Fall TV

The Worst American Accents on TV

Fall TV

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Tammin Sursok, Charlie Hunnam, Rebel Wilson, and Jonathan Rhys Meyers

It never stops being weird. You fall in love with a character, you feel like you know him, and then you see him on Leno or at Comic-Con and what?! What happened to his voice? Oh my God, he's a foreigner! Brits have been playing iconic American roles for years (what's more American than "There Will Be Blood" — Daniel Day-Lewis is British? Or "Superman" — Henry Cavill is British?) and now they're all over our TV screens.

Who would have pegged Ed Westwick from "Gossip Girl" as not American? You only would have known that Gregory House, MD, was British if you watched a lot of PBS in the '80s. But, of course, now that there are so many of them, their American accents aren't all universally impeccable.

ENTV takes a look at some TV actors using fake accents:

 

Here, in order of best accent to worst, are some of the most standout non-American actors playing American television characters.

Archie Panjabi ("The Good Wife")— Born: England. You win an Emmy, you get to be on the top of this list. Period.

Panjabi chats with Jimmy Fallon:

Toni Collette ("Hostages") — Born: Australia. After three seasons of "United States of Tara," she's got seven times the accent experience of anyone else on this list.

Collette on "CBS This Morning":

 

 

 

Andrew Lincoln ("The Walking Dead") — Born: England. Lincoln stays in his American accent the entire time he's on set and even when he walks down to the local coffee shop. The work he puts in shows.

David Morrissey ("The Walking Dead") — Born: England. Must be the zombies, because you'd never suspect the Governor was anything other than Georgia born and bred.

Morrissey on "Larry King Now":

Freddie Highmore ("Bates Motel") — Born: England. There really should be a dialect of American called "American Psycho" because it seems that all the crazies have it. It's like standard American, only it's got a really stabby, choky kind of vibe.

Highmore in a "Bates Motel" spoof:

Damien Lewis ("Homeland") — Born: England. An accent so good, he got elected to Congress.

James Purefoy ("The Following") — Born: England. Still not entirely sure he isn't American.

Purefoy at Comic-Con:

Tammin Sursok ("Pretty Little Liars") — Born: South Africa. Well, of course she's good at lying about where she's from — it's right there in the show's title.

Sursock on "Today":

 

Lauren Cohan ("The Walking Dead") — Born: U.S. Raised: England. She's got a leg up because she was born in the States.

Cohan on "Larry King Now":

 

Josh Bowman ("Revenge") — Born: England. Growing up in the Hamptons means it's OK to sound just the teeniest bit British once in a while, so he's off the hook.

Charlie Hunnam ("Sons of Anarchy") — Born: England. Not bad, but maybe "SoA" should do what "Pacific Rim" did and only have Hunnam speak in a series of grunts and frownie faces.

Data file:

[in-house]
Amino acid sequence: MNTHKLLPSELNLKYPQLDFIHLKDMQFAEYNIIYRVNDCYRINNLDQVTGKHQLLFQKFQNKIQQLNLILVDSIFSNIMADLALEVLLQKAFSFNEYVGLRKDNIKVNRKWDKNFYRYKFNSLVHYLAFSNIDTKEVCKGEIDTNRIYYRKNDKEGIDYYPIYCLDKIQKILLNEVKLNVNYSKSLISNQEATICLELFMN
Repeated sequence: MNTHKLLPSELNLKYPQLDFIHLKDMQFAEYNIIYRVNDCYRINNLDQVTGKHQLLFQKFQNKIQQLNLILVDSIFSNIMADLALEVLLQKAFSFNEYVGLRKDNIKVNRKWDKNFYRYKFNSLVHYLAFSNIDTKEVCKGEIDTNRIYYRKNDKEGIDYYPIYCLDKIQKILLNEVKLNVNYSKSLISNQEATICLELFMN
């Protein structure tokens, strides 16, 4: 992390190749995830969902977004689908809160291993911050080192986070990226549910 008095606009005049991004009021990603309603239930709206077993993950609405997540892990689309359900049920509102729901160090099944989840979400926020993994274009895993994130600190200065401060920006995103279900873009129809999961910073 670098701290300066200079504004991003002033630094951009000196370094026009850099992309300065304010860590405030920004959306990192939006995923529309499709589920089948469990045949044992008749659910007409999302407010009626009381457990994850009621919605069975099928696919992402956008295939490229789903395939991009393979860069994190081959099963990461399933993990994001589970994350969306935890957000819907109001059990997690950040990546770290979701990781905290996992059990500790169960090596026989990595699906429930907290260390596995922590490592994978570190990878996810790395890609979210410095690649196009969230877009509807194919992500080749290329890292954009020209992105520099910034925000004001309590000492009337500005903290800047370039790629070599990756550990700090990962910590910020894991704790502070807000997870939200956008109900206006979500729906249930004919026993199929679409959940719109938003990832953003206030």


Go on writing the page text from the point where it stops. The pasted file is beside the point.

Hunnam on the red carpet:

Simon Baker ("The Mentalist") — Born: Australia. If you're not sure whether someone has a fake American accent, see if the character ever talks really fast when he's excited. It may be a character choice, or it may be because he's too busy remembering to pronounce his "r" sounds to do it properly.

Clare Bowen ("Nashville") — Born: Australia. Maybe it's because we're comparing it to a vague childhood memory of Dolly Parton rather than real human beings, but this sounds pretty good.

Alex Kingston ("Arrow") — Born: England. Oh, come on — she spent seven seasons on "ER" with a British accent. Let her have it back!

Jesse Spencer ("Chicago Fire") — Born: Australia. And again: You should get special dispensation to speak in your native tongue if you were already a series regular on a medical procedural. It's just common sense.

Alex O'Loughlin ("Hawaii Five-0") — Born: Australia. Every time we see him with his shirt on, he drops a slot lower on the list.

Sam Palladio ("Nashville") — Born: England. More singing, less talking!

Bowen and Palladio singing on "Nashville":

 

Kevin McKidd ("Grey's Anatomy") — Born: Scotland. We love Dr. Hunt dearly, but he latches on to his r's like a pit bull on a teddy bear.

Grant Bowler ("Defiance") — Born: New Zealand. Man, it's the future. There are extraterrestrial aliens living on Earth. Why bother sticking him with a lousy American accent? Let Grant be Grant!

Rebel Wilson ("Super Fun Night") — Born: Australia. If your accent is one of the things about you that we fell in love with ("Bridesmaids," "Pitch Perfect"), it doesn't matter how good your American accent is: We're not buying it.

Ryan Kwanten ("True Blood") — Born: Australia. Horrible accent for a person, yes. Horrible accent for a cartoon character, though? Jason Stackhouse is basically Chicken Hawk from the old Bugs Bunny cartoons, and he nails that.

Stephen Moyer ("True Blood") — Born: England. He sort of gets a pass because, hey, he's a 180-year-old vampire; maybe everybody talked like William Shatner playing Scarlett O'Hara in 1835. But it's still awful.

Phoebe Tonkin ("The Originals") — Born: Australia. Proving that werewolves can have accents just as awful as vampires. Maybe it's the fangs that make it difficult.

Tonkin talks "The Originals":

 

Anna Paquin ("True Blood") — Born: Canada. Raised: New Zealand. She has one of the worst accents on television, and that's still only about the sixth-silliest thing on "True Blood."

Jonathan Rhys Meyers ("Dracula") — Born: Ireland. Why does Dracula need a fake American accent? He's Dracula! Even CBS knew that Sherlock Holmes needed to stay British. Even "The Hunt for Red October" knew to just leave Sean Connery's accent alone.

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